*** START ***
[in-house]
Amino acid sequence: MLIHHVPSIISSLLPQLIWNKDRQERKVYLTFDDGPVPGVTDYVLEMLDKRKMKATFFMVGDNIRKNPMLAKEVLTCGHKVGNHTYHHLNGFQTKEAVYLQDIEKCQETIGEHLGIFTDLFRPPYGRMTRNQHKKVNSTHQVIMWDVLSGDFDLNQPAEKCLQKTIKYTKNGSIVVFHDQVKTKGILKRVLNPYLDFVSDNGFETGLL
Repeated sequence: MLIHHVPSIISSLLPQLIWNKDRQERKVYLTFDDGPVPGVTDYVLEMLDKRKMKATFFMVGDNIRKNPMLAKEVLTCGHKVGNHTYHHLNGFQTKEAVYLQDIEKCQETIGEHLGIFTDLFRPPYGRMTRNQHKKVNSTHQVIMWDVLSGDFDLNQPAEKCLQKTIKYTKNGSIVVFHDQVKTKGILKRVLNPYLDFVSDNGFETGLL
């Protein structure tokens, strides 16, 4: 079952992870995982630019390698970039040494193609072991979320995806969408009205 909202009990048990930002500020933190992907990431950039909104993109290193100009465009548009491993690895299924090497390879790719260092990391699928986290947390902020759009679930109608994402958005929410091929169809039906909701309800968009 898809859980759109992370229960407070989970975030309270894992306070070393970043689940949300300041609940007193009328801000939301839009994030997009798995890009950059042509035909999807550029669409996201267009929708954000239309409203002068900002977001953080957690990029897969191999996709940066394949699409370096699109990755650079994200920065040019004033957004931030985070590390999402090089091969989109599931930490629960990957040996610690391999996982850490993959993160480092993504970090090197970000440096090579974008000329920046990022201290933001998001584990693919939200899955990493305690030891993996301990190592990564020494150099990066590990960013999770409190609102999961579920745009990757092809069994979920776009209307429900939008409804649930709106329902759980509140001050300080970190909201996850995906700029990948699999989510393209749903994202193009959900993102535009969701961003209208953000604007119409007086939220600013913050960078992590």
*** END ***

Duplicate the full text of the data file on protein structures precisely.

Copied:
[in-house]
Amino acid sequence: MLIHHVPSIISSLLPQLIWNKDRQERKVYLTFDDGPVPGVTDYVLEMLDKRKMKATFFMVGDNIRKNPMLAKEVLTCGHKVGNHTYHHLNGFQTKEAVYLQDIEKCQETIGEHLGIFTDLFRPPYGRMTRNQHKKVNSTHQVIMWDVLSGDFDLNQPAEKCLQKTIKYTKNGSIVVFHDQVKTKGILKRVLNPYLDFVSDNGFETGLL
Repeated sequence: MLIHHVPSIISSLLPQLIWNKDRQERKVYLTFDDGPVPGVTDYVLEMLDKRKMKATFFMVGDNIRKNPMLAKEVLTCGHKVGNHTYHHLNGFQTKEAVYLQDIEKCQETIGEHLGIFTDLFRPPYGRMTRNQHKKVNSTHQVIMWDVLSGDFDLNQPAEKCLQKTIKYTKNGSIVVFHDQVKTKGILKRVLNPYLDFVSDNGFETGLL
């Protein structure tokens, strides 16, 4: 079952992870995982630019390698970039040494193609072991979320995806969408009205 909202009990048990930002500020933190992907990431950039909104993109290193100009465009548009491993690895299924090497390879790719260092990391699928986290947390902020759009679930109608994402958005929410091929169809039906909701309800968009 898809859980759109992370229960407070989970975030309270894992306070070393970043689940949300300041609940007193009328801000939301839009994030997009798995890009950059042509035909999807550029669409996201267009929708954000239309409203002068900002977001953080957690990029897969191999996709940066394949699409370096699109990755650079994200920065040019004033957004931030985070590390999402090089091969989109599931930490629960990957040996610690391999996982850490993959993160480092993504970090090197970000440096090579974008000329920046990022201290933001998001584990693919939200899955990493305690030891993996301990190592990564020494150099990066590990960013999770409190609102999961579920745009990757092809069994979920776009209307429900939008409804649930709106329902759980509140001050300080970190909201996850995906700029990948699999989510393209749903994202193009959900993102535009969701961003209208953000604007119409007086939220600013913050960078992590």